Podcast Interviews
Discussions with Facilitators, Business Thought Leaders, and More...

Podcast #1

Exploring Conflict & Difference in the Workplace
        An Interview with Diane Musho Hamilton

In this week's podcast I interview Diane Hamilton, award-winning mediator and Zen teacher, on dealing with conflict and difference in our lives and in the workplace.

We start with an discussion of the three "conflict styles" and how they play out in our relationships. By identifying our unique conflict style we can better understand our impact on others and expand our repertoire of responses to difficult situations and conversations. We then briefly explore some of the bio-behavioral research surrounding different "stress response styles" that have been identified in men and women. Specifically Dr. Shelly Taylor's work on the difference between the "fight or flight" and "tend and befriend" stress responses. We finish with an engagement about how to better integrate an appreciation for both "sameness" and "difference" in our lives for better  relational and workplace outcomes.

Diane Musho Hamilton is an author, professional mediator, and facilitator. She has been a practitioner of meditation for more than 30 years and is a lineage holder in the Soto Zen tradition.

Diane was the first Director of the Office of Alternative Dispute Resolution for the Utah Judiciary, where she established mediation programs throughout the court system. She is the recipient of several prestigious awards for her work in this area, including the Peter W. Billings Award from the Utah State Bar, the Utah Council on Conflict Resolution Peacekeeper Award, the Judicial Administration Award and Friend of the Court. Diane lives in Utah, where she is the Executive Director of Two Arrows Zen, a center for Zen study and practice, established in 2008 with her husband Michael Mugaku Zimmerman.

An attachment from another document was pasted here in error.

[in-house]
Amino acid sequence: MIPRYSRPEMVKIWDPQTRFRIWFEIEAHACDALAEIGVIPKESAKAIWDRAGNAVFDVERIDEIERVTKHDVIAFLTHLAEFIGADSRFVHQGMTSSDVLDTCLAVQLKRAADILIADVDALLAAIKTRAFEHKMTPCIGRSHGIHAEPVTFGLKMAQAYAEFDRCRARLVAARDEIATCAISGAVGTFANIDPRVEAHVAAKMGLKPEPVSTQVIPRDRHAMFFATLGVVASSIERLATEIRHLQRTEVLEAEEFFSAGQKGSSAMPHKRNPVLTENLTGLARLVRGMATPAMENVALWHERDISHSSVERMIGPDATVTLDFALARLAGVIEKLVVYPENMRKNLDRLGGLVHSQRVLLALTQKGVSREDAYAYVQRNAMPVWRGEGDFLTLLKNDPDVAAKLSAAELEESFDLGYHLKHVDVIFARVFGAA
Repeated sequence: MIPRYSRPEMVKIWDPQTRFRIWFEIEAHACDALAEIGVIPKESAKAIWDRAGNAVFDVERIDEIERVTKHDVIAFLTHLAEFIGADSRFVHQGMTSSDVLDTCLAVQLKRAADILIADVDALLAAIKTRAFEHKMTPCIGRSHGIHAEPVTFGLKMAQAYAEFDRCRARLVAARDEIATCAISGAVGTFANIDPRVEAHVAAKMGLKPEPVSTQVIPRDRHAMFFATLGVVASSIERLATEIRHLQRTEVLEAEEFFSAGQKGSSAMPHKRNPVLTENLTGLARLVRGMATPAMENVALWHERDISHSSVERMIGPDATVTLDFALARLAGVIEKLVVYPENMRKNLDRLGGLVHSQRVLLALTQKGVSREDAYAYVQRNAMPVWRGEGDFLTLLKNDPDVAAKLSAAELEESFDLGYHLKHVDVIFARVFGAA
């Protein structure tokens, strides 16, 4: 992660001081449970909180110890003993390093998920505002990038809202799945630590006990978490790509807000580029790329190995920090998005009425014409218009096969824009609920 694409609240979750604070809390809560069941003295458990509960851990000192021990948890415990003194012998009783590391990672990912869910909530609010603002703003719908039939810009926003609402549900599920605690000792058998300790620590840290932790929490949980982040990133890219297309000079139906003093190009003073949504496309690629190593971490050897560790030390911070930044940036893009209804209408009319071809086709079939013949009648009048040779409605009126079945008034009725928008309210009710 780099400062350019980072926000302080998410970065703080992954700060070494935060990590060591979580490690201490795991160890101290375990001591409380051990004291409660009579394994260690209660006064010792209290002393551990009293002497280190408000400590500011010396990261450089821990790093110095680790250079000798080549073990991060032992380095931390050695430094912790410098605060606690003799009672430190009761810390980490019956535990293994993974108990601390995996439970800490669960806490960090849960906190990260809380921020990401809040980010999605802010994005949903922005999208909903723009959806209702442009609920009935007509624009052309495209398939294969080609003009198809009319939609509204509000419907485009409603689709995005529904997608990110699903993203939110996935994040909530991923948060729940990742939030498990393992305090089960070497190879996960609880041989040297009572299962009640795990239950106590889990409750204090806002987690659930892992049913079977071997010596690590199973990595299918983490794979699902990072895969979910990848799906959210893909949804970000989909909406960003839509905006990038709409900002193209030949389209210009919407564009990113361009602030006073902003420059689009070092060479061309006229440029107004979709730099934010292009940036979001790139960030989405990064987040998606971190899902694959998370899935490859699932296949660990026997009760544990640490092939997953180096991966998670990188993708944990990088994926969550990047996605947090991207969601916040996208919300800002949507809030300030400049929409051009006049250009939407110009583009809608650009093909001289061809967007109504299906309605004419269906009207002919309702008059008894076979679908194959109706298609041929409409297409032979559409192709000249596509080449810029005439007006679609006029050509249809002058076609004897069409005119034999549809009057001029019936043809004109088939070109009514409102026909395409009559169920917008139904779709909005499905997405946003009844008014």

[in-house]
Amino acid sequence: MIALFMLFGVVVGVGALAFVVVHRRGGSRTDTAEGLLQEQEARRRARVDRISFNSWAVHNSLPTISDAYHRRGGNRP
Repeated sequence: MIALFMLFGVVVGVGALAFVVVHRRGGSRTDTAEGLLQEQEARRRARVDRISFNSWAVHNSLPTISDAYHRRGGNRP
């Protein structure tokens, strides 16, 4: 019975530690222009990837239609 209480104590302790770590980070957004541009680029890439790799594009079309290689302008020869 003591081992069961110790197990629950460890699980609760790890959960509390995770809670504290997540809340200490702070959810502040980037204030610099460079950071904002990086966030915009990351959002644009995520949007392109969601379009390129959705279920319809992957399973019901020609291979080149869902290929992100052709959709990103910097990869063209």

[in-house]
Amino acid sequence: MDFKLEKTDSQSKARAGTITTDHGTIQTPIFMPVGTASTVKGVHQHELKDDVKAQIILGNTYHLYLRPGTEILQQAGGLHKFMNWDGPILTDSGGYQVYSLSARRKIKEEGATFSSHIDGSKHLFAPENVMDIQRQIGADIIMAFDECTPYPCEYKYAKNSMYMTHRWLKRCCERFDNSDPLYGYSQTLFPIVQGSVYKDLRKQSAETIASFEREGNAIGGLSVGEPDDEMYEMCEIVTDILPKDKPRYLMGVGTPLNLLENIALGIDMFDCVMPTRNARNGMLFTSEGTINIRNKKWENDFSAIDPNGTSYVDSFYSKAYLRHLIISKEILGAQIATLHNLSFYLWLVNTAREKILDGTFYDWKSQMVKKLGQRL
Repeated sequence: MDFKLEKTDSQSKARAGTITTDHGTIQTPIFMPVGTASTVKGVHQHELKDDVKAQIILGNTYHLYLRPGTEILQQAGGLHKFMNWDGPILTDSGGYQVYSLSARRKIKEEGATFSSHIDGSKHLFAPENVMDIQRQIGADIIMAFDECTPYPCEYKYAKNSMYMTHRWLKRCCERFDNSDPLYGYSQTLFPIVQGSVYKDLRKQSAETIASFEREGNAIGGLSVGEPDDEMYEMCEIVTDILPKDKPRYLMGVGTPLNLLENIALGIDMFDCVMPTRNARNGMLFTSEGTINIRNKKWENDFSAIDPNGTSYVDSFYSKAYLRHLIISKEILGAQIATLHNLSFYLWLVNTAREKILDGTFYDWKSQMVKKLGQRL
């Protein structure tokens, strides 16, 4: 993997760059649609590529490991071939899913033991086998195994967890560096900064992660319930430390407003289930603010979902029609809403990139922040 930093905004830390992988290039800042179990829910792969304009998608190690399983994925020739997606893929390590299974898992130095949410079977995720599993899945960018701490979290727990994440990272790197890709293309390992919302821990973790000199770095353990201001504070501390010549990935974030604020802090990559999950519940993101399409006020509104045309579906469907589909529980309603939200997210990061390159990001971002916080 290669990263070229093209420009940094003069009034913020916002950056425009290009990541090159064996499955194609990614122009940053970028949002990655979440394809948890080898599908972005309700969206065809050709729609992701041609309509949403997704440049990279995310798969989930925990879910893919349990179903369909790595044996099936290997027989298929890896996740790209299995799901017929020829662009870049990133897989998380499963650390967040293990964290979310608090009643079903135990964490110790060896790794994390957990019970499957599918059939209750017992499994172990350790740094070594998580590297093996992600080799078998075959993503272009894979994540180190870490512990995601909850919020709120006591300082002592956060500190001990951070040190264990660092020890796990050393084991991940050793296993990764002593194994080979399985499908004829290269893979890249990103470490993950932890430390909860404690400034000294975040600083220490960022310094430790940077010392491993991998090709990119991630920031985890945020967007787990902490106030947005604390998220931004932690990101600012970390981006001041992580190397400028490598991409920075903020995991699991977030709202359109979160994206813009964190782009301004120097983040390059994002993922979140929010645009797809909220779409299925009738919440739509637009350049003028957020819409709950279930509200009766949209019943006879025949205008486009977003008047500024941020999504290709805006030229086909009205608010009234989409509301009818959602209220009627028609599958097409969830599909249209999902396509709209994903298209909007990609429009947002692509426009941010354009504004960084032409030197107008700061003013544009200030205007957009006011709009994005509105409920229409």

She is the author of Everything is Workable: A Zen Approach to Conflict Resolution.  Her next book is The Zen of You and Me: A Guide to Getting Along with Just About Anyone, to be released March 2017.

*For those interested in looking more into Shelly Taylor's research and the "tend and befriend" response, see links below. I also utilize some of this research in my training workshops

Podcast #2

The Deeper Reaches of Spiritual and Gender Intelligence
               An Interview with Cindy Wigglesworth

In this week's podcast I interview Cindy Wigglesworth, Founder and President of Deep Change Inc., to discuss spiritual intelligence in the workplace.

We start with Cindy's unique and rigorous research in the field of SQ or "Spiritual Intelligence" (distinct from IQ and EQ). We discuss how she is implementing her expertise in SQ and multiple intelligences into the business and corporate setting and the benefits it brings to organizations. We then explore how cultivating SQ relates to gender development and gender intelligence; specifically, the power of integrating polarities that are often associated with binary gender qualities. We end with a discussion about leadership and where we feel the conversation around "women's leadership" needs to go in the future.

Cindy Wigglesworth is the Founder and President of Deep Change, Inc. She originally founded her business (as Conscious Pursuits, Inc) in 2000 to assist individuals and corporations to develop and utilize all four of their key intelligences: IQ, emotional intelligence (EQ), spiritual intelligence (SQ) and physical intelligence (PQ).

Cindy is the author of SQ21: The Twenty-One Skills of Spiritual Intelligence and has become a recognized expert in the field of Spiritual Intelligence. Inspired by the work of Dr. Daniel Goleman and Dr. Richard Boyatzis, Cindy has, with the help of PhDs in various fields, created and validated a skills-based SQ assessment (the SQ21™) and has field tested ways to help people build their own SQ. She defines spiritual intelligence as "the ability to behave with wisdom and compassion, while maintaining inner and outer peace, regardless of the situation." Her approach is faith-neutral, faith-friendly and science-friendly. It is appropriate for use as part of a leadership development program, a diversity curriculum or as part of your own personal growth work.